It’s a pretty heady set of music learning; here’s how to access it. Getting really good at your instrument will take more than watching a video or three, but this is a great start if you want to try your hand at the guitar or piano.
I’m all for getting my stuff into iTunes more efficiently, aren’t you? Jordan Merrick is, too, and he’s come up with a brilliant way to do just that. He’s also got a great site full of clever tips there as well. Really, go check it out.
The default way, says Merrick, for media to get to iTunes is like this: drag and drop a folder full of music or a video you’ve converted from DVD to iTunes. iTunes takes said media, copies it, and places it into its own special folder structure.
What happens in this case is that you’re left holding two copies of that album or video — one in your iTunes folder and one wherever you pulled it from. That’s kind of silly, if you ask me, especially if you back up regularly. No one needs two copies of anything on their hard drive.
Luckily, there’s a cool folder in your iTunes folder that lets you add stuff directly to iTunes. Sadly, it’s pretty buried, but Merrick will show you a better way.
Sometimes you just want an iPhone case that protects that beloved all-encompassing communications and gaming device from the vagaries of your crazy life, for sure.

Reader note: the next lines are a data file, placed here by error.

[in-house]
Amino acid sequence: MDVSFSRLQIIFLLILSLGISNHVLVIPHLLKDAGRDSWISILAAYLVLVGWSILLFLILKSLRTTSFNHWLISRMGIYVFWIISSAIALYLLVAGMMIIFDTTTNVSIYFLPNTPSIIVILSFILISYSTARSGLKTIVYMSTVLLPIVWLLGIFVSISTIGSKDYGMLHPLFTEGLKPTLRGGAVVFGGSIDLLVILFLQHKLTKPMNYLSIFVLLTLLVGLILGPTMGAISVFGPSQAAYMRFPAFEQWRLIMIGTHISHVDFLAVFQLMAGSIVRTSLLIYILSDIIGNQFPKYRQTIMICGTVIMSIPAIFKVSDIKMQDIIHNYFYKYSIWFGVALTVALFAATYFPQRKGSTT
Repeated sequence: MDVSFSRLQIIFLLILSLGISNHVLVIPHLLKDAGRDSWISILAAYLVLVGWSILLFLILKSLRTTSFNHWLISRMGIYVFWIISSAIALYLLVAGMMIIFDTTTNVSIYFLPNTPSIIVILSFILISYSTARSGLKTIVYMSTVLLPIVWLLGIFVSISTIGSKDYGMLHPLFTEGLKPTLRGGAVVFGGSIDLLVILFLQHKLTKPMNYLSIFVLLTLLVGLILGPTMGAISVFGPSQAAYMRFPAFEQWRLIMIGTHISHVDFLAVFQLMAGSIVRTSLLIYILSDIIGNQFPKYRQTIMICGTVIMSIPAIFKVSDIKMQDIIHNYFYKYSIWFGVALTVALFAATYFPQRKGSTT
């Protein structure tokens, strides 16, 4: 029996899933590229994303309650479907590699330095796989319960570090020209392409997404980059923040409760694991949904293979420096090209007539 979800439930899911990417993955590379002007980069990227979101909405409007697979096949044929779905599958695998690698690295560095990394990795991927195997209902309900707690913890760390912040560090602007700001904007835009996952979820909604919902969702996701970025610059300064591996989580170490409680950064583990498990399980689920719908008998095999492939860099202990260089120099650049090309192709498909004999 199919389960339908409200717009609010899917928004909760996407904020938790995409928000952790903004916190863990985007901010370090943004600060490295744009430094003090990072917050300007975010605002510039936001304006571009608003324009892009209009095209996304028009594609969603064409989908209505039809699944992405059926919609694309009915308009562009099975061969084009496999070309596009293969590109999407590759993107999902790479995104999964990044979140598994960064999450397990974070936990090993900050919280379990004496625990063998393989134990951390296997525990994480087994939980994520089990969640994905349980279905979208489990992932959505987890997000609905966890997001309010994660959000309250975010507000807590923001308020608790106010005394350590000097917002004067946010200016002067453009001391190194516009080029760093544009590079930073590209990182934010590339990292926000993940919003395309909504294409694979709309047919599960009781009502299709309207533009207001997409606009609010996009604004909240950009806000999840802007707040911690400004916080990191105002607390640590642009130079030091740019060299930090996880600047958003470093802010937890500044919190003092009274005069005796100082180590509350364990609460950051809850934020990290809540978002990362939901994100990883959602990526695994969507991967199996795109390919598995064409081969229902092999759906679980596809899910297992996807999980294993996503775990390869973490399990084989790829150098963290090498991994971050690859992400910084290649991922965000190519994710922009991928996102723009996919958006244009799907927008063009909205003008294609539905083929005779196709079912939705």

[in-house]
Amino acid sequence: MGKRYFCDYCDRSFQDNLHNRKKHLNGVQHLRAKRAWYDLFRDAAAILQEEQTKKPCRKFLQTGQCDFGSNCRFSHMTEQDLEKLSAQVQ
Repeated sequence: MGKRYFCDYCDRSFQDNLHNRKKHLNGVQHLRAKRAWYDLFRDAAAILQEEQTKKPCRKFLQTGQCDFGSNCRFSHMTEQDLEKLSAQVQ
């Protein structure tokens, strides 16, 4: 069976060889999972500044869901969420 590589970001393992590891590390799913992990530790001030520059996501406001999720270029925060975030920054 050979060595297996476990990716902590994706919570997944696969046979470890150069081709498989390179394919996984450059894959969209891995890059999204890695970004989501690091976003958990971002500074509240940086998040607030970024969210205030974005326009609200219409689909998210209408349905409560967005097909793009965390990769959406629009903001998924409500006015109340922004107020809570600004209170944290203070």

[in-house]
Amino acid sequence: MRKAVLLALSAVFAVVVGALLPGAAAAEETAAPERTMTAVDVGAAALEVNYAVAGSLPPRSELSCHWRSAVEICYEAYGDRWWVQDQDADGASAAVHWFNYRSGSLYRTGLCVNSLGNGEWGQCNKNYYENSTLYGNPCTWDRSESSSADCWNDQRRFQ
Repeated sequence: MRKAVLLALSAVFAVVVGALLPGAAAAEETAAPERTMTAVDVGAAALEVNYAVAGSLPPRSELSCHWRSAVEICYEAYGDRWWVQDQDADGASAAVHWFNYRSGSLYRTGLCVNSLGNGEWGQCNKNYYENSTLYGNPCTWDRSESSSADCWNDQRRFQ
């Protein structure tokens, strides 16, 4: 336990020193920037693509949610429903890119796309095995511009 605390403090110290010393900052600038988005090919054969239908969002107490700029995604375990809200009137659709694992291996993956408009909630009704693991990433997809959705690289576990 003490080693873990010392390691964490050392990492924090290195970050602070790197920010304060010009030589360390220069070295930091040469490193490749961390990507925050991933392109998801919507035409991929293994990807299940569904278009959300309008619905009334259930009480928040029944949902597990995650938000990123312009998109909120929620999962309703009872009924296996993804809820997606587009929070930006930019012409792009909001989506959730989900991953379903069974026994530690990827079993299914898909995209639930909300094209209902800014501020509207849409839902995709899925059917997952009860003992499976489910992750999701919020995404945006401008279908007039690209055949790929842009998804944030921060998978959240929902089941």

Category: iPhone Cases
Works With: iPhone 5/5s
There are numerous options for those of us who tend to the “drop our gear constantly” school of gadget ownership, but most of them end up being incredibly bulky and difficult to use. Some even provide a screen guard that is less than touchable, as it were.
The Voyager series for the iPhone 5 and 5s, however, aims to provide similar drop, screen, and debris protection as many of these other cases, all for a more affordable price.
I took the case out for a spin to see if it could, in fact, protect my iPhone 5 without trouble, and whether the added bulk is worth the trade off in protection.
Knights of Pen & Paper +1 Edition combines two fantastic things: a brilliantly funny de-construction of a pen and paper role-playing game like Dungeons & Dragons and a mobile game that uses those very same mechanics to create a habit-forming experience.
Best of all? It’s going free on Wednesday at 8 am Pacific, so you should go get yourself a copy of it. Like, right now.
We’ve been using the Do Not Disturb function on our iPhones since iOS 6, really, as the feature really helps us have some down time. You can schedule or enable the feature for easy access, keeping those pesky calls, messages, and notifications off your iPhone screen when you just don’t have the brain space to deal.
But what about those calls and messages you really do need to get? What do you do there? Luckily, there are a couple of options to let certain calls come through.
If you’ve played any of the new Telltale Games series The Wolf Among Us, you’ll know who that hairy dude with the bandages is. It’s Bigby Wolf (née Big Bad), the star of the fantastic adventure game series based on the Eisner award-winning comic book series, Fables, by Bill Willingham.
The doctor here is telling Bigby Wolf, the sheriff of Fable town, to take it easy, get some rest. Eat more chicken.
See the full video below.